Emily’s project for Pitch Night was a Cultural Diversity Night. The goal of it was to get as many students as they could involved in it and to give them some knowledge about other cultures and traditions, typical foods and dances to make a positive impact.

“On Pitch Night, I was very afraid because this was my first time talking to people, so I did it bilingual – my two cousins did it in English and my sister and I did it in Spanish. At Pitch Night we even got $500 from an audience member that allowed us to host a second night,” Emily said.

“A lot of people really enjoyed it. We had a lot of people say positive comments about it and a lot of students came up to me and asked me when we were going to have a cultural diversity night again. That really helped the school get involved together with students and teachers… even our principal liked it a lot. She said she would like this to become a tradition at our school,” Emily said. “We decided to have another one this year because it really helped the students get involved more. For the second one, we asked students what they would like to have at the next cultural diversity night, and they said more food, more dances, more flags and more art. It was such a great experience.”

Tulsa Changemakers has the benefit of being under Leadership Tulsa’s non-profit umbrella. Leadership Tulsa provides mentorship for the Changemakers program.

“Leadership Tulsa’s mission was almost word for word for what we had drafted for our program. Leadership Tulsa was just the right fit. Through Leadership Tulsa, we have access to over 40 years of wisdom, connections and credibility that we can then give to students,” Andrew said.

In addition to the after-school program, Changemakers offers alumni programming opportunities, the Superintendent’s Student Council and Teens on Board, a youth philanthropy initiative. Emily is currently a member of the Superintendent’s Student Council.

“We meet once a month and get to interview people one on one about school safety and other school issues that we have,” Emily said. “I really like this program as much as Changemakers because it is just incredible how youth power is important to people and our voice gets to be heard by important adults who are helping the community. We are the voice for the future.”

In 2020, Tulsa Changemakers has goals of expanding the number of school sites to 30 and building upon training and consulting to expand the program’s impact in the community.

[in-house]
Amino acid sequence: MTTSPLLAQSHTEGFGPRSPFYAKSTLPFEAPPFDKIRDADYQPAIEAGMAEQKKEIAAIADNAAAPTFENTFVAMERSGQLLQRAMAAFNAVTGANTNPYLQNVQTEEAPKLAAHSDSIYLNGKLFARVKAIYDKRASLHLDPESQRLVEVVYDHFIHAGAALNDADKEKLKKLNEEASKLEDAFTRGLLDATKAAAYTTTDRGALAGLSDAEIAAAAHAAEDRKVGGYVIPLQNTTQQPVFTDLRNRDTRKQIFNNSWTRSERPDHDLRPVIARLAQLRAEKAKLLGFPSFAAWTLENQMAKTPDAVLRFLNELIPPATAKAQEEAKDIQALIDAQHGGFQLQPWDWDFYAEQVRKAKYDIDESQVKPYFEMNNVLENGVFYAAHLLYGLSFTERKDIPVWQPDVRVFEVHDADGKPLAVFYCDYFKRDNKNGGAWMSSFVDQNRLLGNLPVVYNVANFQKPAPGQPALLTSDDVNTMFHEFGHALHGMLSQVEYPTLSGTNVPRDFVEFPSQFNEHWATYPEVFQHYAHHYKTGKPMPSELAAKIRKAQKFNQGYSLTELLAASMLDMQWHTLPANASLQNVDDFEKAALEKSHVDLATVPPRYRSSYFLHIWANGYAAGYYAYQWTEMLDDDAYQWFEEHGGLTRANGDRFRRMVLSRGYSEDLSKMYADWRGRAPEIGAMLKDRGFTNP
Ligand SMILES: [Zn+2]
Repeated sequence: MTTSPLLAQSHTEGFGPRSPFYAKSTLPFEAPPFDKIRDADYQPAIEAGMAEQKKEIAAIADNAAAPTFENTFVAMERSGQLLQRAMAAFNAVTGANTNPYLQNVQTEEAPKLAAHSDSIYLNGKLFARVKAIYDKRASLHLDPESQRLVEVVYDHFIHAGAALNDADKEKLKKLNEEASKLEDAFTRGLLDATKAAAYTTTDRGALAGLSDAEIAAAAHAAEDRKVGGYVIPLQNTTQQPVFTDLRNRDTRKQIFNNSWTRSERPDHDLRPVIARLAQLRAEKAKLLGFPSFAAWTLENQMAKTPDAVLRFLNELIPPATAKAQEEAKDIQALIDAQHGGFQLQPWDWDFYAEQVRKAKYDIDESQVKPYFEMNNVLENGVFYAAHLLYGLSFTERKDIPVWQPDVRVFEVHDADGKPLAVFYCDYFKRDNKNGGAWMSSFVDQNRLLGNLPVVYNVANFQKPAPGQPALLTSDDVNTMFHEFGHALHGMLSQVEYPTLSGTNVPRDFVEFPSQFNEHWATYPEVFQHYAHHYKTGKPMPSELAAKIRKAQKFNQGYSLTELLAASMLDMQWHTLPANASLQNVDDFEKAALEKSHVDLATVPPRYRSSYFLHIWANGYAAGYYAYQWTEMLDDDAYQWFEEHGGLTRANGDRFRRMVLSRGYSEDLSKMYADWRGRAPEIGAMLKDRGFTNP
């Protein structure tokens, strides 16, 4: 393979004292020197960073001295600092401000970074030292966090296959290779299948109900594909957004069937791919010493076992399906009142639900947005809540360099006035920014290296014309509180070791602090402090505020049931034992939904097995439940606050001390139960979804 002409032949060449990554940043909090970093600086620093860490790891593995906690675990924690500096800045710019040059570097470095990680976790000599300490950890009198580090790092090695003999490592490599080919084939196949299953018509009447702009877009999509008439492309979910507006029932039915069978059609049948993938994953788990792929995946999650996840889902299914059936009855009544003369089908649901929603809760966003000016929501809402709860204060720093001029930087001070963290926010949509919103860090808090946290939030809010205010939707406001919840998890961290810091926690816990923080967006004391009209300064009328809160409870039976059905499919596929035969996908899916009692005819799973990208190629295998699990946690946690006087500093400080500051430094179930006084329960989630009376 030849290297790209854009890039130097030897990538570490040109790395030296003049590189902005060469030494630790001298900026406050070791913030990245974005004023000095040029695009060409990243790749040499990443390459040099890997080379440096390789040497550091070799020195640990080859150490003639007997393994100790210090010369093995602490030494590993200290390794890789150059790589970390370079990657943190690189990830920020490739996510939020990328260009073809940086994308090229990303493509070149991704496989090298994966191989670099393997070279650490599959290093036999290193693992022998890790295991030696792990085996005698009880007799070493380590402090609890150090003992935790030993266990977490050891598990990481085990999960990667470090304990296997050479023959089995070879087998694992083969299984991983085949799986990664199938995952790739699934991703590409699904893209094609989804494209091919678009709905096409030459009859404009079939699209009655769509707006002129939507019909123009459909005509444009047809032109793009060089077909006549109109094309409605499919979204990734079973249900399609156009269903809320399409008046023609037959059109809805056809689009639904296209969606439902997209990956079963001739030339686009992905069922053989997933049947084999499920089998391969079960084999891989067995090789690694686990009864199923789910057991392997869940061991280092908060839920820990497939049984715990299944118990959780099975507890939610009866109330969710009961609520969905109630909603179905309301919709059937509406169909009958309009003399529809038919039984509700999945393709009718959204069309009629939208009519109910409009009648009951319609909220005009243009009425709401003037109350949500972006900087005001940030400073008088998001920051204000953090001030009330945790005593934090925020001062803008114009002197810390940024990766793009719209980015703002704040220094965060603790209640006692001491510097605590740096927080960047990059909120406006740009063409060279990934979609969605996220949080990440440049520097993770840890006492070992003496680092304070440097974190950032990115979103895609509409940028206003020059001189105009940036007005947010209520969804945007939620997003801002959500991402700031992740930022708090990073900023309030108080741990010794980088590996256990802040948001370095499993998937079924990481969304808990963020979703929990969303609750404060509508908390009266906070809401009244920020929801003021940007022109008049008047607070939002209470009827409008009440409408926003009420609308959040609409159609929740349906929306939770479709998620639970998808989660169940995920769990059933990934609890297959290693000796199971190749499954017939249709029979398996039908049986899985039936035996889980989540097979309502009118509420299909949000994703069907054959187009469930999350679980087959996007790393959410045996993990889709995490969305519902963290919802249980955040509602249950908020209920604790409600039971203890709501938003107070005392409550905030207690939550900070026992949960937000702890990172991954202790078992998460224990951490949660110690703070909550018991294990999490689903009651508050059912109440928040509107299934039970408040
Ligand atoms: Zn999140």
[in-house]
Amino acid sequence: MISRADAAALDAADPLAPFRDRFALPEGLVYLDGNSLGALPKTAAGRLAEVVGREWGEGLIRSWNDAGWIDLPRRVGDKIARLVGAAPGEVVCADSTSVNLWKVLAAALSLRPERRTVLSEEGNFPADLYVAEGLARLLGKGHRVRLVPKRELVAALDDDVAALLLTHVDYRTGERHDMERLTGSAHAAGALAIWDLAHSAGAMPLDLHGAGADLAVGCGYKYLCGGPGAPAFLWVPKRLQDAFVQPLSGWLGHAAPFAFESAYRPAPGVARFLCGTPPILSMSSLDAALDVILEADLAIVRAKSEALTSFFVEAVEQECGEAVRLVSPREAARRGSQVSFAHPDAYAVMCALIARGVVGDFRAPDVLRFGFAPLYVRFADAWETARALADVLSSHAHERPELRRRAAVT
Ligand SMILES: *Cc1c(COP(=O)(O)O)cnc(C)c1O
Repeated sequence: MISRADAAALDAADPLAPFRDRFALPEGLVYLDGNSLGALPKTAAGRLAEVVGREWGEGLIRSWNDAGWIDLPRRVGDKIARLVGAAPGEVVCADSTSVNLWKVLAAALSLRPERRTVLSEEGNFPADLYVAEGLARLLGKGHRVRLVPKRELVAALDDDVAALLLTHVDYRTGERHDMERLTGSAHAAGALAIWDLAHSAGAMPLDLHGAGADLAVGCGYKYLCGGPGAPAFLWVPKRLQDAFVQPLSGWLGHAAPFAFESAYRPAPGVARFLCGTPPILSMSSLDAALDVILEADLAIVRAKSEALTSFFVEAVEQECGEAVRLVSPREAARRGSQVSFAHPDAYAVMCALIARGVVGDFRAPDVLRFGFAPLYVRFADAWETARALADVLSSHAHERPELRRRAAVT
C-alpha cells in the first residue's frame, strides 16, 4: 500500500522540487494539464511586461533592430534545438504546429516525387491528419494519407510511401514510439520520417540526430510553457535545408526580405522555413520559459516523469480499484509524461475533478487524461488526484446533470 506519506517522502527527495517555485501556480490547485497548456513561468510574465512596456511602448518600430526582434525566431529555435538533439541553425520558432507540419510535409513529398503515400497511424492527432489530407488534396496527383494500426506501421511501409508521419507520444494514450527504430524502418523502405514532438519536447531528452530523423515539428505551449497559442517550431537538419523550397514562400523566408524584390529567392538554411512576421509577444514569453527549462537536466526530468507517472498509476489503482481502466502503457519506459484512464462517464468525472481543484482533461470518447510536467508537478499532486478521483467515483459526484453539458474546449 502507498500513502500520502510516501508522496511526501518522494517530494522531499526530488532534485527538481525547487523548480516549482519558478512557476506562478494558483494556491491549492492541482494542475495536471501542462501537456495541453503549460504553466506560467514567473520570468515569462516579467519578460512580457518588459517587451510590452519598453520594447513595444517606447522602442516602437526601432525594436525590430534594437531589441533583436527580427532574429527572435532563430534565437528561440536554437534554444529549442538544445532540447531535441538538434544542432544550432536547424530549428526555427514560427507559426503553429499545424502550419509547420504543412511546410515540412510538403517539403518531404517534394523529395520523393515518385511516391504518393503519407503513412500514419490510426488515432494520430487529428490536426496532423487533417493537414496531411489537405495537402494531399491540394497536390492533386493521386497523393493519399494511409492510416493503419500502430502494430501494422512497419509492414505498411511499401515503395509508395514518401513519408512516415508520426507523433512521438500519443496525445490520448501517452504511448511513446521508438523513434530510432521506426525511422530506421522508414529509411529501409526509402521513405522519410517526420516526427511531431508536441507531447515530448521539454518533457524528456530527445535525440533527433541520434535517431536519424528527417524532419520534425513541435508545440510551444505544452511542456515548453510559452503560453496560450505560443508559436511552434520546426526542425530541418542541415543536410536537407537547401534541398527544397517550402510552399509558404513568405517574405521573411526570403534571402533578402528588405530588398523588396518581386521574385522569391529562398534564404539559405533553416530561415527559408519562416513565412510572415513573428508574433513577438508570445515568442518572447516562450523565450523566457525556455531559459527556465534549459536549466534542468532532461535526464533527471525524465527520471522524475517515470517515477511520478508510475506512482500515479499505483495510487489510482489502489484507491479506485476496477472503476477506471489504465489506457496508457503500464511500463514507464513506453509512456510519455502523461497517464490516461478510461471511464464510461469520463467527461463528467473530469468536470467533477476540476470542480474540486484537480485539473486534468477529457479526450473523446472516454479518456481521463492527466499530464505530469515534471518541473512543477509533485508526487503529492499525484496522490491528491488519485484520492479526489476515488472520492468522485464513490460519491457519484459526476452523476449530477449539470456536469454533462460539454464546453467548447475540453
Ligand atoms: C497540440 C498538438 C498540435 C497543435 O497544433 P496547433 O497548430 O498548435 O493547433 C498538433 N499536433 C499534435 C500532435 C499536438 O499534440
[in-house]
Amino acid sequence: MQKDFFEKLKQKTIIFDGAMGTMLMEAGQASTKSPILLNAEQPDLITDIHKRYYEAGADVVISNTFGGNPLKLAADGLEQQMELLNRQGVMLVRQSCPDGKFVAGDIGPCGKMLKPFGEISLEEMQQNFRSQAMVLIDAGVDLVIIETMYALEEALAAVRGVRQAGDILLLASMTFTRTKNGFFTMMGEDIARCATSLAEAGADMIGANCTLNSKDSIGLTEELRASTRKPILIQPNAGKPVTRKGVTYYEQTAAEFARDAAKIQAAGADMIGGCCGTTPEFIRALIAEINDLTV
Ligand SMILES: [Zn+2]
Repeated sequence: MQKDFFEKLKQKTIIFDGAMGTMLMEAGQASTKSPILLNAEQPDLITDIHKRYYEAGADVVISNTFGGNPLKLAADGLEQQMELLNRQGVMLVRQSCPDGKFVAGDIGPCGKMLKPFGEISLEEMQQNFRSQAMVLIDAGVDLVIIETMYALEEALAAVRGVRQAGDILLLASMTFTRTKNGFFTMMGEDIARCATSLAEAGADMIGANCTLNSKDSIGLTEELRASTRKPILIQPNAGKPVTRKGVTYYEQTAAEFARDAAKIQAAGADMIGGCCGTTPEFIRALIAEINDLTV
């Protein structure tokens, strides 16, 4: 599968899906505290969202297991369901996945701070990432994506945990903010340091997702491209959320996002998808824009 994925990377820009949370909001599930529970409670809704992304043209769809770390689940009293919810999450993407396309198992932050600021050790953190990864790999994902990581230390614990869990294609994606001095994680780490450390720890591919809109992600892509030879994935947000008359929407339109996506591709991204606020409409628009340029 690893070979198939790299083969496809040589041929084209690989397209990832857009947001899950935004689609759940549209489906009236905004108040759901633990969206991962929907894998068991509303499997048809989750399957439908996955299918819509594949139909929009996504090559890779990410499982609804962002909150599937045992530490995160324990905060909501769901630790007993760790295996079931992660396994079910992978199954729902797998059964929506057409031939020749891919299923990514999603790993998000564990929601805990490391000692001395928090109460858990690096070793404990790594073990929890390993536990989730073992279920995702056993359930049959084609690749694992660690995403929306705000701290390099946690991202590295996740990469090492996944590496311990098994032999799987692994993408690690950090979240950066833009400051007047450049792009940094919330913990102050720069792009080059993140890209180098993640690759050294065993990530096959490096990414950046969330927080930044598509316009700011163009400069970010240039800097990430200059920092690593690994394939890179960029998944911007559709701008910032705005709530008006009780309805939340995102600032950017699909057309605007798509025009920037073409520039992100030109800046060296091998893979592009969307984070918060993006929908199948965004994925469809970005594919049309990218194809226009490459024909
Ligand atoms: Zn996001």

“We just see that the work we’re doing is so foundational to our democracy. By investing in young people as young as possible, we can create a future that we want to see. Youth who are making real, measurable impact in their community and communities are actively engaged with supporting them, and that’s the model city for youth to make an impact,” Andrew said.

In addition to her studies at Nathan Hale and being a member of the Superintendent’s Student Cabinet, Emily is studying cosmetology at Tulsa Technology Center. She looks forward to attending Tulsa Community College and is interested in physical therapy.

“I just want to encourage teenagers to take the next step to have a better community and get involved in an awesome leadership program because to me, teenagers are the future,” Emily said.

Tulsa Changemakers believes in the youth of the local community and views them as critical assets to transforming the Tulsa area by cultivating leaders to empower future generations.

“If we’re not investing in youth, the community is missing out on a real opportunity – Changemakers are making a real long-term, sustainable, meaningful impact in their schools and communities right now. Youth really are the greatest untapped resource in Tulsa and Oklahoma and around the world. Young people with incredible skills and insights have so much to offer. What we’ve seen is that incredible things happen,” Andrew said.

For more information about the program, please visit www.tulsachangemakers.org.

Categories: Education: Middle and High School